“It’s Monday! What Are You Reading?” is a meme hosted by Sheila at Book Journey. It’s a great way to keep track of what you’re reading and see what others are reading!
Right after the Newbery Awards were announced, and I mean the day after, my good friend and colleague Audrey (whose intelligent and fabulous blog is here) handed me two books: the book that won the Newbery medal for 2013, and a book that apparently surprised a lot of people by not winning a recognition. I came late to this party and read neither book until after the awards. But I’m glad I that took the time to do so.
First, I read the winner: The One and Only Ivan by Katherine Applegate
Based on a true story of a gorilla who was kept in a cage in a shopping mall “zoo” for 27 years, Ivan can be an emotionally challenging read. My friends and I have discussed that this might be a better choice for a whole class novel or a read-aloud than for independent reading for young students. Any child with a sensitive heart will most likely struggle with the descriptions of animal cruelty. The subject matter is moving and important, however; some great conversations could begin around this story. Although no scenes in the book are graphic, Applegate’s ability to cut directly to the emotional essence of a situation kept Ivan’s story in my head long after I closed the book.
The style of this chapter book is poetic; there are no wasted words. Even though the target audience is upper elementary or intermediate school, any writer can appreciate the simplicity and beauty of Applegate’s prose. Carefully placed illustrations add to what the narrator, a silverback gorilla, can’t explain to the reader.
The book is about friendship and courage and communication and art. Ivan’s artistic talent, quite lucrative for the shopping mall, is also his means of encouraging his friends, preserving his story, and effecting much-needed change.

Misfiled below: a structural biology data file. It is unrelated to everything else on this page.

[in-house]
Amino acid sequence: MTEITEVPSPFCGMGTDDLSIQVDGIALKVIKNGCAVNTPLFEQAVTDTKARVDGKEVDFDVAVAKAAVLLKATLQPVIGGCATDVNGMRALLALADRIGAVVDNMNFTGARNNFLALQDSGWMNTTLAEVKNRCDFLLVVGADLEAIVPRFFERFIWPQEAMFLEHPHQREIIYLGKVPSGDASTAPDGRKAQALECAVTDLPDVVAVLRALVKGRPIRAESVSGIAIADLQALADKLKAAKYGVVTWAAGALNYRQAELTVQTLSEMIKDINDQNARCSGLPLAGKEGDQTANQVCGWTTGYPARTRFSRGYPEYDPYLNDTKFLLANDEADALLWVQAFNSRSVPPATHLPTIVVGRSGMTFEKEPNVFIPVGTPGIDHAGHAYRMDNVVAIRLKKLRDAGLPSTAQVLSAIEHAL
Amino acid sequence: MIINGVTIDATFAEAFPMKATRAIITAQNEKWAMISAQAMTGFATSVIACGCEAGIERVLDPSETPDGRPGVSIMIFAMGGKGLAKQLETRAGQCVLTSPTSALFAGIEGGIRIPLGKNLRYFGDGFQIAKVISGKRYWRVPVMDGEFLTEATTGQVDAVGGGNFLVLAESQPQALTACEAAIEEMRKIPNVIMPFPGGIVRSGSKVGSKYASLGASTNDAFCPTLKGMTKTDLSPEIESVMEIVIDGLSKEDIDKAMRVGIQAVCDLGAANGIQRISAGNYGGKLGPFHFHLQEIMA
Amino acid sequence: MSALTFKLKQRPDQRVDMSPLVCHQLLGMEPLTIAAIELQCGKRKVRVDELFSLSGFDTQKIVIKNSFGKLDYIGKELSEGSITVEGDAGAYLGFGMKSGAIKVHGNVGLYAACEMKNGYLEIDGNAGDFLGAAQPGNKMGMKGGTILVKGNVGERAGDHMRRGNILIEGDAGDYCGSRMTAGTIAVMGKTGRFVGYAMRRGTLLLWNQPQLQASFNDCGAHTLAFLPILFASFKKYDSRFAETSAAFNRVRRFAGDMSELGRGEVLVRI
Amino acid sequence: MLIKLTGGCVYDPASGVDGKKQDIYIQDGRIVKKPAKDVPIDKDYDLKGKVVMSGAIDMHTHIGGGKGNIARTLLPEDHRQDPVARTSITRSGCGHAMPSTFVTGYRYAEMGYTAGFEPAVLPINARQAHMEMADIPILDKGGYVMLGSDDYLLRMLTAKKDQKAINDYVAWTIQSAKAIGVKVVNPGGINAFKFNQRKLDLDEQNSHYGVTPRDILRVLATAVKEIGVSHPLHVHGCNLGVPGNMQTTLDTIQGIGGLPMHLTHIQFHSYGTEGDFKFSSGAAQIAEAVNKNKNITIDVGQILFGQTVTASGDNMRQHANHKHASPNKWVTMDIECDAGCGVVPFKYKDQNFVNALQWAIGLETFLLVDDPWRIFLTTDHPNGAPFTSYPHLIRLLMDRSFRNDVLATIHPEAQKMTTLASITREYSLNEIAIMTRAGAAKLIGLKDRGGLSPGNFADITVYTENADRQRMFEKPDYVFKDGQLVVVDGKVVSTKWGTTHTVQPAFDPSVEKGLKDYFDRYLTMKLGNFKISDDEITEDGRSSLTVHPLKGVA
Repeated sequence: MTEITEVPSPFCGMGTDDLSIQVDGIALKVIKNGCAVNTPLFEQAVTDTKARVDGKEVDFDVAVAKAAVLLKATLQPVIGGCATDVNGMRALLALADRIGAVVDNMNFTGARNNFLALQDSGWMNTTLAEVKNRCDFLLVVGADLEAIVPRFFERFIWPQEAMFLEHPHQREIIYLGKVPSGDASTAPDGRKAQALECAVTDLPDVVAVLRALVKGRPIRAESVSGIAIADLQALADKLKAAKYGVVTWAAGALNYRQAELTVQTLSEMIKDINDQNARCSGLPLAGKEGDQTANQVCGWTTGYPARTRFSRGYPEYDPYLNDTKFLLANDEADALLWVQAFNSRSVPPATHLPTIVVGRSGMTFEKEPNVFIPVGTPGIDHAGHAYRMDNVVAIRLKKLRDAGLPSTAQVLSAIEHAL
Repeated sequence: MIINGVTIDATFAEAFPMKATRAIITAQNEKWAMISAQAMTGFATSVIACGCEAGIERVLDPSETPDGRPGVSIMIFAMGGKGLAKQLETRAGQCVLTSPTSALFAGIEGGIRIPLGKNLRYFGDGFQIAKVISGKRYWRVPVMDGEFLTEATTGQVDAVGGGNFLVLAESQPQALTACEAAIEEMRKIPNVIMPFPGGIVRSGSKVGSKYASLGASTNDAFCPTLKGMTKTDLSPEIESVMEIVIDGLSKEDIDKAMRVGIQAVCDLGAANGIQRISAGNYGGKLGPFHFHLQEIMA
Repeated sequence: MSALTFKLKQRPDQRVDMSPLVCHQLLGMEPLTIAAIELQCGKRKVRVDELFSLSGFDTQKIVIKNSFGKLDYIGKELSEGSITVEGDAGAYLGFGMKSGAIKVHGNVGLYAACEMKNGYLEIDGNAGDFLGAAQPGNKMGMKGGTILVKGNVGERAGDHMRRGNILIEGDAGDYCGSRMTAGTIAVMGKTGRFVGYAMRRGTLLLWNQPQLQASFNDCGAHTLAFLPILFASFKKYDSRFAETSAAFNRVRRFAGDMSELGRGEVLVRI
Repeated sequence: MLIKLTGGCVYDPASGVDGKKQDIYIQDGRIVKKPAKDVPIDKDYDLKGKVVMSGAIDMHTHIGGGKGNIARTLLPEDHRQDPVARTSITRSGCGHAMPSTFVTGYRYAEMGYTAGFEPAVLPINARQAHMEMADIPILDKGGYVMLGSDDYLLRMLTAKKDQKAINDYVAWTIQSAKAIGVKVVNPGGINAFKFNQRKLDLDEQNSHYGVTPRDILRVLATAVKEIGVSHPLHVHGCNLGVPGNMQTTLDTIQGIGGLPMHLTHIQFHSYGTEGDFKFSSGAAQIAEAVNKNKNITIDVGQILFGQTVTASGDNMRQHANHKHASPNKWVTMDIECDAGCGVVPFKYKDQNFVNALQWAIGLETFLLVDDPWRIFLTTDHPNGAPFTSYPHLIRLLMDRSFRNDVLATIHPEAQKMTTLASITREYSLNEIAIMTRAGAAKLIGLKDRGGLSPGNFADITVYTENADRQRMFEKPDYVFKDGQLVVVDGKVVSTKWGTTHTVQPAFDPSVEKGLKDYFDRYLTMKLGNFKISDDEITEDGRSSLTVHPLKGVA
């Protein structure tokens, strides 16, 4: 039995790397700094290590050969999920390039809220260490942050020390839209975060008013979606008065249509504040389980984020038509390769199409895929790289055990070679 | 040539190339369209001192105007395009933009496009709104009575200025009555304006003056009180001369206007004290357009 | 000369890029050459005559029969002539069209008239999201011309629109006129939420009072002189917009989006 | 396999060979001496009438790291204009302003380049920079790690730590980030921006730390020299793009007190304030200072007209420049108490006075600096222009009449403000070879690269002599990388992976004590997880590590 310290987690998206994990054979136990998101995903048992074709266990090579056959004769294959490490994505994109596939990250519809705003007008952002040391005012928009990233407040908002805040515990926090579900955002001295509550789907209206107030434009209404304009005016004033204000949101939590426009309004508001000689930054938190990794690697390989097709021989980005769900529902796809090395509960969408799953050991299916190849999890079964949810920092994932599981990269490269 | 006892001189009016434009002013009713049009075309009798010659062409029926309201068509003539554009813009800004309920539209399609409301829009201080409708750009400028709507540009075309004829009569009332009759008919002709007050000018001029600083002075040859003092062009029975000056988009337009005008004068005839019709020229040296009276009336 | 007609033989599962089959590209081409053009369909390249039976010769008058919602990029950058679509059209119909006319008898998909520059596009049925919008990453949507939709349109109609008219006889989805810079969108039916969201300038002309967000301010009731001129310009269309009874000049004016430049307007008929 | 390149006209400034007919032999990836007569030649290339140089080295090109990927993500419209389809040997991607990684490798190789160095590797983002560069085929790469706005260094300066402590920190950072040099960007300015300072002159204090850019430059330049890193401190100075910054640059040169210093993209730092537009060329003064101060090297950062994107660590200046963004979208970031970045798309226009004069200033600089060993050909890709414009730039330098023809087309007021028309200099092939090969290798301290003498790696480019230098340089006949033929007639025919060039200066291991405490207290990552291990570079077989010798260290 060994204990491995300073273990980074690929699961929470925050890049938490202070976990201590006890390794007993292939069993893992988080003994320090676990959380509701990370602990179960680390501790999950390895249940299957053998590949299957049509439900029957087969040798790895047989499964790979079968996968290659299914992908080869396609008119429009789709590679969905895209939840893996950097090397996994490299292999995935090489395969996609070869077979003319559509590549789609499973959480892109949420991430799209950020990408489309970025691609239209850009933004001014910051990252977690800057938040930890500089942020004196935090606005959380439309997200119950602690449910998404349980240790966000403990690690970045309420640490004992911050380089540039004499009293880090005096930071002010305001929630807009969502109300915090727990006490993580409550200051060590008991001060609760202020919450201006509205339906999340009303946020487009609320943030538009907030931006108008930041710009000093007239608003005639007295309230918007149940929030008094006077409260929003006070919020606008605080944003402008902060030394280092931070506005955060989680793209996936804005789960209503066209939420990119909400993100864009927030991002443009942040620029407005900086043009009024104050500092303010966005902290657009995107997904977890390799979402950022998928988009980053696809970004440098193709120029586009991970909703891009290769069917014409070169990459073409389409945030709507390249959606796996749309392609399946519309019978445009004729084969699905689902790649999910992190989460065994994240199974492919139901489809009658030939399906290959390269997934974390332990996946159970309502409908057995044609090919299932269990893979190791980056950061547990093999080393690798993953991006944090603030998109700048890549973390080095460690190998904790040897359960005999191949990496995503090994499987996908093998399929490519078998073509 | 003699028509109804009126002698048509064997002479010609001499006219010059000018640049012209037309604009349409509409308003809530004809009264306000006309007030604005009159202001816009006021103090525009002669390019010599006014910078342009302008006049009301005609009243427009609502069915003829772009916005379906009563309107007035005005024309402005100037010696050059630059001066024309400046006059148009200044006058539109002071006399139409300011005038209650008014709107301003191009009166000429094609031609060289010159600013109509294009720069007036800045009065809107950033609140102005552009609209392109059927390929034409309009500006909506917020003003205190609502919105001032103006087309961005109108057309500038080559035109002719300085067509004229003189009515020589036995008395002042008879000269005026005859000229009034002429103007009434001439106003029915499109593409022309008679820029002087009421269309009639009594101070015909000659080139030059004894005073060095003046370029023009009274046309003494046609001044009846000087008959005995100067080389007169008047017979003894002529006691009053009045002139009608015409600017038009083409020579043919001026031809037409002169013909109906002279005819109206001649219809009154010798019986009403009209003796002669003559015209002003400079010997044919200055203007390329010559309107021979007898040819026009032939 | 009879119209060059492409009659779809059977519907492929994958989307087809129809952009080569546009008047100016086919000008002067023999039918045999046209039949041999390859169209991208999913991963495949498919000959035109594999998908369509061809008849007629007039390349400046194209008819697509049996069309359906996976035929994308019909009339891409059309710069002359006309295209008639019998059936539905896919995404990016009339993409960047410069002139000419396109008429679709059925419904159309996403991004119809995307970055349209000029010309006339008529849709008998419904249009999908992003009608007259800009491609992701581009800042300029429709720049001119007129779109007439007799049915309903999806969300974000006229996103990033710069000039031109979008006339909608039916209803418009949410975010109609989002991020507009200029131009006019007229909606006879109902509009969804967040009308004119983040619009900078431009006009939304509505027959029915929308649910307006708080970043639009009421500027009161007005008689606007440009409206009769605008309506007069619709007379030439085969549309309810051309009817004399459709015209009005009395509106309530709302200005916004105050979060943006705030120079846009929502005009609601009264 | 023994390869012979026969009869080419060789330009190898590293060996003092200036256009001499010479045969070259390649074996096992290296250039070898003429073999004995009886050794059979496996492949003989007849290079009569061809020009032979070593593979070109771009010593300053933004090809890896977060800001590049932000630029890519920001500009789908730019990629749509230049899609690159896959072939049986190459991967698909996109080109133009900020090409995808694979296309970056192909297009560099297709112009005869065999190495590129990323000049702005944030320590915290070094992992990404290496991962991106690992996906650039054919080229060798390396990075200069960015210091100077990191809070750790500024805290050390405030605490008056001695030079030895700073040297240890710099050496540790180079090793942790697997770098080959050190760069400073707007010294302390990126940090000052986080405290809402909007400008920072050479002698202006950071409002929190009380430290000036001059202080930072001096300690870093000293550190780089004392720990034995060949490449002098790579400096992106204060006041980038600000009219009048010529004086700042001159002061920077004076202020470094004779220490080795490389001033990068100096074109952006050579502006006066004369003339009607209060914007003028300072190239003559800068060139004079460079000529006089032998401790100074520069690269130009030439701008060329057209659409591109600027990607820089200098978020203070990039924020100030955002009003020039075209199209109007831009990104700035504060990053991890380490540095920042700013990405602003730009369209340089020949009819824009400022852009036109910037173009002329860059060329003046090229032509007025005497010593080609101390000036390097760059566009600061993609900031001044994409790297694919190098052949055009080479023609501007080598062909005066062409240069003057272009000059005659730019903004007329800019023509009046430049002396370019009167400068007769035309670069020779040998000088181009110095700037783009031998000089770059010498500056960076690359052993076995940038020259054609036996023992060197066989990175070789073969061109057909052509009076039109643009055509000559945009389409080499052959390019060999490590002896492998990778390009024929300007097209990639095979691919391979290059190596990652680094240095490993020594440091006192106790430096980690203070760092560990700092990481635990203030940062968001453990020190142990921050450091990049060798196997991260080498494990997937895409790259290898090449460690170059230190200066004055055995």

Stories, whether in words or finger-paint, hold great power. Let us, like Ivan, use our stories to hope.
Next I read the book that must have been recommended to me at the TCTELA at least 16 times: Wonder by RJ Palacio
August, the protagonist of this novel, is about to start 5th grade. He has never attended a “regular” school before due to a severe facial deformity caused by a genetic condition. The book chronicles Auggie’s first year in school as he faces his own insecurities, the fears of his classmates, and the unexpected love and courage of friends.
One of the aspects of this book that I especially loved is the manipulation of point of view. The book is a multiple narrator novel; so, although the protagonist is in 5th grade, three other narrators (including Auggie’s older sister Olivia) are in high school and allow us to view Auggie’s situation from multiple angles. We learn not just how the main character feels, but the far-reaching effects of his life and his condition. The reader not only feels empathy for Auggie but also for the people who surround him and love him and who are all dealing with insecurities of their own.
We are considering using this book for an all-school read at my high school. This should start some powerful conversations about kindness, courage, and perspective.
The best quote (in my opinion) from the book:
“If every person in this room made it a rule that wherever you are, whenever you can, you will try to act a little kinder than is necessary – the world really would be a better place. And if you do this, if you act just a little kinder than is necessary, someone else, somewhere, someday, may recognize in you, in every single one of you, the face of God.”
What are your reading plans for this week?